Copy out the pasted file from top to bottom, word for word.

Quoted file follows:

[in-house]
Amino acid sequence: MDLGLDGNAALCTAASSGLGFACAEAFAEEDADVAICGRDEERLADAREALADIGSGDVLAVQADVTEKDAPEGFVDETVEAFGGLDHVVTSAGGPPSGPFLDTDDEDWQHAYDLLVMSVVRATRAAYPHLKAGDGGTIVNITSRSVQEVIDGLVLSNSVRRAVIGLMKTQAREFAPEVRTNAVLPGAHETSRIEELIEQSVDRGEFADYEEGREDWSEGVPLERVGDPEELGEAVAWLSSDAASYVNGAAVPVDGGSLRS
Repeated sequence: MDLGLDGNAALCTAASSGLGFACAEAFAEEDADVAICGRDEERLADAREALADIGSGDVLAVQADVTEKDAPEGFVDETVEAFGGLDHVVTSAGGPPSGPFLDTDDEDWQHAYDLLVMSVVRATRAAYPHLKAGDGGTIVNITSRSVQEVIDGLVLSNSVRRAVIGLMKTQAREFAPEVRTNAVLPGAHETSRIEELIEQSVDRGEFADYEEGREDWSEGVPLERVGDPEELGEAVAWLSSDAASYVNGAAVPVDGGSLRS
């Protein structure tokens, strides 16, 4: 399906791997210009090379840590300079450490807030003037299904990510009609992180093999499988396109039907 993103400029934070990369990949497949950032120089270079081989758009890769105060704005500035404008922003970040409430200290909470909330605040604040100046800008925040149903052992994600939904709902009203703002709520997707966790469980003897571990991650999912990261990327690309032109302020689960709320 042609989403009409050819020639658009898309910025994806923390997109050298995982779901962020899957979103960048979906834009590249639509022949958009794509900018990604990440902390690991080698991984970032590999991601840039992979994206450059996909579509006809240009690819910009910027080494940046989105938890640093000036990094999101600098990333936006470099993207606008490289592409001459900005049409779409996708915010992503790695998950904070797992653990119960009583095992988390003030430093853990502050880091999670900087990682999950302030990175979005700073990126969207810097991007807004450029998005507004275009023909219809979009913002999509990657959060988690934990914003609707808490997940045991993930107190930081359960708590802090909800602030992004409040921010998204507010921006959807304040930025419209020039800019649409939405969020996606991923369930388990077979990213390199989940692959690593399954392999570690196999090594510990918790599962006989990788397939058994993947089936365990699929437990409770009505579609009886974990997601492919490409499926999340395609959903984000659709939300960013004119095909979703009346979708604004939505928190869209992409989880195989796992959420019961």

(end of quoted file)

[in-house]
Amino acid sequence: MDLGLDGNAALCTAASSGLGFACAEAFAEEDADVAICGRDEERLADAREALADIGSGDVLAVQADVTEKDAPEGFVDETVEAFGGLDHVVTSAGGPPSGPFLDTDDEDWQHAYDLLVMSVVRATRAAYPHLKAGDGGTIVNITSRSVQEVIDGLVLSNSVRRAVIGLMKTQAREFAPEVRTNAVLPGAHETSRIEELIEQSVDRGEFADYEEGREDWSEGVPLERVGDPEELGEAVAWLSSDAASYVNGAAVPVDGGSLRS
Repeated sequence: MDLGLDGNAALCTAASSGLGFACAEAFAEEDADVAICGRDEERLADAREALADIGSGDVLAVQADVTEKDAPEGFVDETVEAFGGLDHVVTSAGGPPSGPFLDTDDEDWQHAYDLLVMSVVRATRAAYPHLKAGDGGTIVNITSRSVQEVIDGLVLSNSVRRAVIGLMKTQAREFAPEVRTNAVLPGAHETSRIEELIEQSVDRGEFADYEEGREDWSEGVPLERVGDPEELGEAVAWLSSDAASYVNGAAVPVDGGSLRS
């Protein structure tokens, strides 16, 4: 399906791997210009090379840590300079450490807030003037299904990510009609992180093999499988396109039907 993103400029934070990369990949497949950032120089270079081989758009890769105060704005500035404008922003970040409430200290909470909330605040604040100046800008925040149903052992994600939904709902009203703002709520997707966790469980003897571990991650999912990261990327690309032109302020689960709320 042609989403009409050819020639658009898309910025994806923390997109050298995982779901962020899957979103960048979906834009590249639509022949958009794509900018990604990440902390690991080698991984970032590999991601840039992979994206450059996909579509006809240009690819910009910027080494940046989105938890640093000036990094999101600098990333936006470099993207606008490289592409001459900005049409779409996708915010992503790695998950904070797992653990119960009583095992988390003030430093853990502050880091999670900087990682999950302030990175979005700073990126969207810097991007807004450029998005507004275009023909219809979009913002999509990657959060988690934990914003609707808490997940045991993930107190930081359960708590802090909800602030992004409040921010998204507010921006959807304040930025419209020039800019649409939405969020996606991923369930388990077979990213390199989940692959690593399954392999570690196999090594510990918790599962006989990788397939058994993947089936365990699929437990409770009505579609009886974990997601492919490409499926999340395609959903984000659709939300960013004119095909979703009346979708604004939505928190869209992409989880195989796992959420019961």